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Business: A Small Business Taskforce for Post-Brexit Britain

The vote to leave the European Union was a shock for many of Britain’s entrepreneurs. Business owners don’t like political uncertainty, and the potential disruption of trade and travel with the continent hasn’t gone down well. However, as economic indicators attest – it’s business as usual for most entrepreneurs, not least because the key decisions around Brexit have yet to be decided.
Whatever the final negotiations, we should ensure it limits the damage and discouragement of Britain’s small business owners. That’s why a group of organizations have come together to create the Small Business Taskforce. Besides us at The Entrepreneurs Network, the Small Business Taskforce includes Enterprise Nation (whose founderEmma Jones leads it), ICAEWIPSE, Bright Ideas TrustGlobal Entrepreneurship WeekNACUESocial Enterprise UK, Coadec,CFENational Enterprise NetworkRSA & EISATogether, we represent over a million small businesses and self-employed individuals, and besides an improved dialogue, we are calling on the government to ensure our labor market remains flexible, the tax regime reasonable, business support stable and our focus international:
Flexible workforce
We call on the government to provide clear and unequivocal reaffirmation of the long-term residence rights of EU citizens currently working in the UK. We also call for the Government to commit to keeping our labor market flexible which gives the UK a real comparative advantage over our European competitors.

Workable tax regime
While the Government has already committed to a lowering of Corporation Tax, we call for a commitment to no increases to National Insurance, and agreement from departments that consultation will continue to be carried out with those representing small firms ahead of introducing any further tax changes. For example quarterly digital tax data and any potential exemptions and reforms to Corporation Tax.

Accessible business support
Many variations of support have been introduced over the years, from Business Link to Growth Vouchers and Growth Accelerator. A percentage of these programs have been underpinned by EU funds. We would like to see a review of funding available for business support and plans for its expenditure.

International trade for all
One in five small firms currently exports. Exporting increases productivity and leads to employment and growth. But while Brexit has brought opportunity, it has brought complication and a squeeze on margins for some of the smallest firms. There has never been a more critical time to encourage British firms to take their business to the world and offer help to navigate new issues. We recommend government experiments with export support, for the smallest of firms, in the form of Export Vouchers and Export Tax Credits, and rapidly show progress on trade deals with countries eager to do business including the US, China, Australia and New Zealand.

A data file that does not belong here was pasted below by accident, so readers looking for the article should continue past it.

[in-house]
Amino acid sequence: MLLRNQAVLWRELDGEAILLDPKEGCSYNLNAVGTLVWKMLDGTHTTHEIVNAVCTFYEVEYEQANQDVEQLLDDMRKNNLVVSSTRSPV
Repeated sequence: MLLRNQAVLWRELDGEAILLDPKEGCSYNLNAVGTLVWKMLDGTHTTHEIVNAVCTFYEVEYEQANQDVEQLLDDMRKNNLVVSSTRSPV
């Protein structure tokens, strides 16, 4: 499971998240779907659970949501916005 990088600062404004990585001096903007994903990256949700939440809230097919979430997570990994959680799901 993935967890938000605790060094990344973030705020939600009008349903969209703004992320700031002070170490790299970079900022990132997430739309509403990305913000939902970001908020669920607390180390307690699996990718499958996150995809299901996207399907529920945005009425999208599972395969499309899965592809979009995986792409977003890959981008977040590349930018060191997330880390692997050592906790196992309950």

Consultation with small business
To ensure that small business views are taken into account in trade deals and domestic policy, we hereby form a Small Business Taskforce to offer government a clear route to over a million small businesses and self-employed individuals.
This is just the beginning. As Brexit unfolds, we develop further policy suggestions. (Check out IPSE’s six-point plan to make Brexit work for an indication of areas this might cover.)
Britain’s entrepreneurs are fighting fit. We are one of the best places in the world to start and grow a business and London is unofficially (but unequivocally) the business capital of Europe. Provided we can remain open, competitive and maintain a mutually beneficial relationship with the EU, Britain will continue to flourish. At the moment, the loudest voices are battling it out between the so-called “hard” and “soft” Brexit. In truth, we will get something in between. And if it turns out be the sort of Goldilocks solution promoted by Baron Hague of Richmond – former leader of the Conservative Party – in this thoughtful article, Britain’s entrepreneurs will do just fine.
Hague concludes: “The answer is to resist the trap of thinking soft or hard. Think what could actually be negotiated, and would be in the best interests of both us and them. And then let’s all support it.” The Small Business Taskforce will ensure that when these interests are weighed up, those of small business owners and entrepreneurs are fairly represented.


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